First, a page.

Diary Australia

Pollie Pedal diary

11 April 2015

9:00 AM

11 April 2015

9:00 AM

The twin-engine turbo-prop lands in a downpour, skidding to a halt outside the terminal. ‘We haven’t seen rain like this in Burnie for 18 months,’ the taxi driver tells me. ‘What’s in all those bags?’ A bicycle, I tell him. And a tent. He gives me a pitying look and wishes me good luck.

Camping is a tradition on Pollie Pedal, the charity bike ride founded by Tony Abbott, now in its 18th year. These days they book the Prime Minister into more solid accommodation, along with the team of fixers and advisors that he unavoidably carries in his wake. This year’s excursion to northern Tasmania is one of the shortest rides ever – 500 km over four days – truncated in the hope that the PM could ride the lot. Events intervene, however, and Abbott arrives fresh from Canberra with the news that he’ll be flying to Melbourne in the morning for Malcolm Fraser’s funeral and to Singapore on Sunday to pay his respects to Lee Kuan Yew.

The PM is there at the start the next morning in suit and tie, mingling with the pedalers as they pre-load with toast, cereal and bananas provided by some of the 19 volunteers who keep the show on the road. Abbott invites the Salvation Army’s Captain Kelvin Alley, a Pollie Pedal veteran, to deliver a benediction as the riders prepare to roll out. With more than 5,000 metres of climbing ahead Alley turns to Psalm 121 for inspiration: ‘I will lift up mine eyes unto the hills, from whence cometh my help.’

Before departing the PM anoints Angus Taylor, the muscular Member for Hume, as acting ride captain. Taylor, a Rhodes scholar who was brought up on a sheep farm near Nimmitabel, NSW, rides like a pro, driving the pace at the front of the A-bunch with two other strong riders, prime ministerial advisor Craig Maclachlan and Australia Post’s Dugald MacArthur. Stephen Hodge, a six-time Tour de France rider and unofficial Pollie Pedal coach, says he’s never ridden with a stronger parliamentary rider than Taylor: ‘He reminds me of Labor’s Bernie Ripoll in his heyday, but as an all round rider Taylor has the edge.’

I grab premium position in the campground at Deloraine with absolute waterfront views on the banks of the Meander River. I’m relieved the rain has stopped as I pitch my $29.95 K-Mart tent. Taylor’s tent looks like it could survive a blizzard on the northwest ridge of Annapurna. Martin Cross, chairman of Medicines Australia, arrives in the style of Evelyn Waugh’s William Boot with a tonne of equipment including, quite possibly, cleft sticks and a collapsible canoe.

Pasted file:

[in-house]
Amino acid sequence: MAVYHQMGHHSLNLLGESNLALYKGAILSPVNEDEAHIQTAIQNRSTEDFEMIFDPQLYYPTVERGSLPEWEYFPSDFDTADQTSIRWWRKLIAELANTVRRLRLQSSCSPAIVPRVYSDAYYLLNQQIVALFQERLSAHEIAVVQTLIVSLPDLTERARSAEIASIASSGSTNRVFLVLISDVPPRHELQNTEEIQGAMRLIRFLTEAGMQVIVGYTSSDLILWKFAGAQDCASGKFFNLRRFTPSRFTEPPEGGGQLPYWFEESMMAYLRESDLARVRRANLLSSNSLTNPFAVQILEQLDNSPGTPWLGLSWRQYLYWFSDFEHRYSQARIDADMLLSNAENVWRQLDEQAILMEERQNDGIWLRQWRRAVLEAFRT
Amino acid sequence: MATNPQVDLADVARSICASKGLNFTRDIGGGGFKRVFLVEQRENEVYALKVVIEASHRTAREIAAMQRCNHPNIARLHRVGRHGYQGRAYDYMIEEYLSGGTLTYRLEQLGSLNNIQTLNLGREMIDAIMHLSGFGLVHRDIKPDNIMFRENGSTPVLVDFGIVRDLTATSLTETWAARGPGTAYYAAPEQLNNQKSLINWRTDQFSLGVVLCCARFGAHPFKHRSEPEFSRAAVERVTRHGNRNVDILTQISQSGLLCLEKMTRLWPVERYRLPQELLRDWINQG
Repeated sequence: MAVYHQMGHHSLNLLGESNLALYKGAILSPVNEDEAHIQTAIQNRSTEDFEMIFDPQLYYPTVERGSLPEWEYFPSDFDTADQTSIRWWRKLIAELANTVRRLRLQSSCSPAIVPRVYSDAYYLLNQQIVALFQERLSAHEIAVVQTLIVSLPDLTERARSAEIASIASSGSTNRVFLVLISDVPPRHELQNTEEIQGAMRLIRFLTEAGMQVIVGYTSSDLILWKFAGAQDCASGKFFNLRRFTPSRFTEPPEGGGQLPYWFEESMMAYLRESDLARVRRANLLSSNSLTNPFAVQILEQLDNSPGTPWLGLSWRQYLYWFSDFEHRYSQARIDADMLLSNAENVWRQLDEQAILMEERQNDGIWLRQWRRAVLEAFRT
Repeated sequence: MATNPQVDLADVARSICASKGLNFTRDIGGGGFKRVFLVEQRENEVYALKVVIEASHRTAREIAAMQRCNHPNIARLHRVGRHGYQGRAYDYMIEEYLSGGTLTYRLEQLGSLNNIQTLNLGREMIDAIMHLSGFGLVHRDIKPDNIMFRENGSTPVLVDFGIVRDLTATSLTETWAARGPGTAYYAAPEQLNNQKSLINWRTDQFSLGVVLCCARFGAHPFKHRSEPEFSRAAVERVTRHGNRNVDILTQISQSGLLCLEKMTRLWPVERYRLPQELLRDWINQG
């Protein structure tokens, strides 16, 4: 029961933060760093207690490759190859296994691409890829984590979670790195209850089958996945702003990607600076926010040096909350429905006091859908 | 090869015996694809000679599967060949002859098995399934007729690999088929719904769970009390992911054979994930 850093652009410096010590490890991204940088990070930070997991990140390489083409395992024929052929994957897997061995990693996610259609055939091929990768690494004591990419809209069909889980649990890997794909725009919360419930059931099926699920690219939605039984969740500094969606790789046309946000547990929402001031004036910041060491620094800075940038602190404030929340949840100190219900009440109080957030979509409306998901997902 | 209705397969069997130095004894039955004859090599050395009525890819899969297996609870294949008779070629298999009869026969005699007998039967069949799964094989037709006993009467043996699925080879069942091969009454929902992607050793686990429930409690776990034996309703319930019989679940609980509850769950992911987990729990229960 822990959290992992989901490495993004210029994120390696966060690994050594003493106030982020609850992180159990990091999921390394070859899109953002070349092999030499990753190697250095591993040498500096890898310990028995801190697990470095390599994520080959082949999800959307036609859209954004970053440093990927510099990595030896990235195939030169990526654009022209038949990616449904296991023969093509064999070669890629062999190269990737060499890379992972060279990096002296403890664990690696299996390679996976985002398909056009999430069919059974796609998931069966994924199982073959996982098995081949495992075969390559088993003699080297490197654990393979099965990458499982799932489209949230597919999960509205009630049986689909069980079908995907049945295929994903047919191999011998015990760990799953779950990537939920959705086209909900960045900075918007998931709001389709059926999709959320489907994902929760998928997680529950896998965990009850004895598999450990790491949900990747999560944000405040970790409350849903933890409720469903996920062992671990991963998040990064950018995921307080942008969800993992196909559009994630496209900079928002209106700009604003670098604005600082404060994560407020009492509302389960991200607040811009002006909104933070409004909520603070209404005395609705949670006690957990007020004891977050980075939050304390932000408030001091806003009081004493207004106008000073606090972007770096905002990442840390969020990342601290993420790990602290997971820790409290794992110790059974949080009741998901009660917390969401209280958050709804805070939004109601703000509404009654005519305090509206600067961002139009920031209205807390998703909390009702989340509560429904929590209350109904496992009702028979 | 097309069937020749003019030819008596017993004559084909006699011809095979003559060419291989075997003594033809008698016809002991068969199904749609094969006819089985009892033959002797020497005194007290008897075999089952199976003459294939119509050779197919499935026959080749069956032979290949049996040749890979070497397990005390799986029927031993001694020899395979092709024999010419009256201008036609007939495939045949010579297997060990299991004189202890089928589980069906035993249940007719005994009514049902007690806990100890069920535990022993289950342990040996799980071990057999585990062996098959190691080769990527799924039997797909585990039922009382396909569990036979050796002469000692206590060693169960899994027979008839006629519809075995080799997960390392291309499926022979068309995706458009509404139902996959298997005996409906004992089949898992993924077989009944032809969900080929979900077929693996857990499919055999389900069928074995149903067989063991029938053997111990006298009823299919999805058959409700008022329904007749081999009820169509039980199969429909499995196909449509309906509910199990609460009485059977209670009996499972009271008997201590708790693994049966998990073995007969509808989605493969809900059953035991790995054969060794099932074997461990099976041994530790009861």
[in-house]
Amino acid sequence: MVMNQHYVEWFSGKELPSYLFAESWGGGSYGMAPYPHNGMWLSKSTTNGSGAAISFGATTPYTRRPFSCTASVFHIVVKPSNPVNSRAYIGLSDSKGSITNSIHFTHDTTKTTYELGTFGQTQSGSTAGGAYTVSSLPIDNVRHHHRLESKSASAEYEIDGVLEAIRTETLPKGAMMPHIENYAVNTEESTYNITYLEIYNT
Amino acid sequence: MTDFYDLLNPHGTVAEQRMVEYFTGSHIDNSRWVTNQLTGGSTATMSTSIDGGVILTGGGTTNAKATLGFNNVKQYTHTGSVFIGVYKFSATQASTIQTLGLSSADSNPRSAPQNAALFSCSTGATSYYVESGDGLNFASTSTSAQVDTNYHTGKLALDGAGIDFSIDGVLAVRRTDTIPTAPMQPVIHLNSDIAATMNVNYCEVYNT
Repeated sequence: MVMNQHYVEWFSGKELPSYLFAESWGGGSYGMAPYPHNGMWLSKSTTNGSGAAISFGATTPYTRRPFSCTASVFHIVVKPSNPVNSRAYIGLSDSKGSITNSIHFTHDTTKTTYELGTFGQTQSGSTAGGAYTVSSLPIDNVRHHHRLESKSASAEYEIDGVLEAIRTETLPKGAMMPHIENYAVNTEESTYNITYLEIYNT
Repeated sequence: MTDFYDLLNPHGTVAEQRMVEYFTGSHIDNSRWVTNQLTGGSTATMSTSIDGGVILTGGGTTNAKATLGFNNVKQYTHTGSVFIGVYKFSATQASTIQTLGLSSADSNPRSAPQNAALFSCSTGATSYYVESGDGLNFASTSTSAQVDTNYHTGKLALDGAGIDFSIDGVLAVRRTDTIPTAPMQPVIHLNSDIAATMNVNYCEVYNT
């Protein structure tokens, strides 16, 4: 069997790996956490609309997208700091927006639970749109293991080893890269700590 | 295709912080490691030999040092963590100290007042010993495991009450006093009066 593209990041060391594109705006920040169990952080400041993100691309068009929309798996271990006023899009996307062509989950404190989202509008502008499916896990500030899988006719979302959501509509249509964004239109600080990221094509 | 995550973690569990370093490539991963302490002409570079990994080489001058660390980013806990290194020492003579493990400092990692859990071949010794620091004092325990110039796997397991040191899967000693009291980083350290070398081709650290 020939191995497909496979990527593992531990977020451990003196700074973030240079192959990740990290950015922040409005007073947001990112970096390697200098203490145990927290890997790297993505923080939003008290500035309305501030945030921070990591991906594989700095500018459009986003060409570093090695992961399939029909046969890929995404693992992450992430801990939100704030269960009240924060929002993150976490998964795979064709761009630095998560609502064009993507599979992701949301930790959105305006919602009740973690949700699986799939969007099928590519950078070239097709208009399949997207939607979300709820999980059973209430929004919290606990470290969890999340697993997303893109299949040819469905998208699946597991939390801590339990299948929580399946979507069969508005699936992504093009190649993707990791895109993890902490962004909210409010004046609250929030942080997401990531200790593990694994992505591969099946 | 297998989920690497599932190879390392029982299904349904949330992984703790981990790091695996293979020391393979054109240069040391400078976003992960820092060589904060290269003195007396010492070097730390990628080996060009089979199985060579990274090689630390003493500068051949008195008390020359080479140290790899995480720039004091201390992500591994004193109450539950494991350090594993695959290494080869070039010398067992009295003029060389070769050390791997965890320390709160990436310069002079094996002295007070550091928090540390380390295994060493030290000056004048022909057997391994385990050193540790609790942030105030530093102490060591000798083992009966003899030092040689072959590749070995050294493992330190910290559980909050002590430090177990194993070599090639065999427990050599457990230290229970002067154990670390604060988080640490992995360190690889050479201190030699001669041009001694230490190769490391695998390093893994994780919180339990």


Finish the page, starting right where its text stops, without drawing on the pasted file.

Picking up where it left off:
The long weekend of riding weaves in and out of the marginal seats of Bass, Braddon and Lyons. Years of pork barreling means we encounter few if any potholes. However, commissaire Graeme Northey, known to riders as Kommondant, warns of another cycling hazard; the region’s reputation for road-kill.

The A-bunch is pounding along at 45 km/h when our acting captain takes a tumble. I see it happen, as if in slow motion, from two wheels back, swerving to dodge the splayed MP. Taylor lands as smoothly as a Hollywood stuntman, bouncing back on his feet to utter Tommy Simpson’s immortal last words on the slopes of Mount Ventoux: ‘Put me back on my bike.’

Yet as seasoned cyclists know, while skin heals Shimano doesn’t. The bracket holding Taylor’s derailleur has snapped. Mechanic Braden McKay tries to find a replacement part with no luck. Fortunately, Lyons MP Eric Hutchinson pulls some strings and Taylor is soon leading the pack on a borrowed Colnago.

The 50 riders on Pollie Pedal this year raised over $500,000 for Carers Australia. Along the route carers turn out to tell us their stories. One lady tells me the gruesome details of her husband’s workplace accident that turned her into a full-time carer. ‘When they put him on the Disability Support Pension we were heartbroken,’ she said. ‘It carries such a stigma.’ The DSP’s reputation as a rorted entitlement makes life harder for those who genuinely need it. To support Carers Australia’s noble endeavours, go to carersaustralia.com.au.

On Sunday, with the PM en route to Singapore, we’re joined by Joe Hockey – sans lycra – at the Bridstowe Lavender Farm. The Treasurer is here to meet a Tasmanian celebrity, Bobbie the Bridstowe Bear, whose animated adventures are an internet sensation in China. A photo on the wall shows China’s Xi Jinping embracing Bobbie during his visit to Tasmania last year.

Successful businesses in Tasmania learn to fly under the radar, fearful of the attention of the Greens, a party intent on banishing all productive industry from the island. The misanthropic moral crusaders recently turned their attention to fish farming, instigating a Senate inquiry with the support of Labor. The fish farmers mistake was to grow their business too fast. ‘It’s actually my role as a Senator to provide checks and balances to such rapid economic expansion,’ the Greens’ Peter Whish Wilson tells the ABC.

The PM flies back overnight to join the ride for the final day, a 100km circuit from Launceston. At Cressy on the Norfolk Plains he performs his Clark Kent act, quickly changing into a suit for a press conference on the tax white paper before slipping back into his riding gear. The kids gather to wave him off, seeming remarkably un-phased. Surely, I said, this must have been the first time a prime minister had dropped by. He’s the first since Julia Gillard, one pupil tells me, before another pipes up: ‘and Kevin Rudd.’ Cressy, needless to say, is in a marginal seat.

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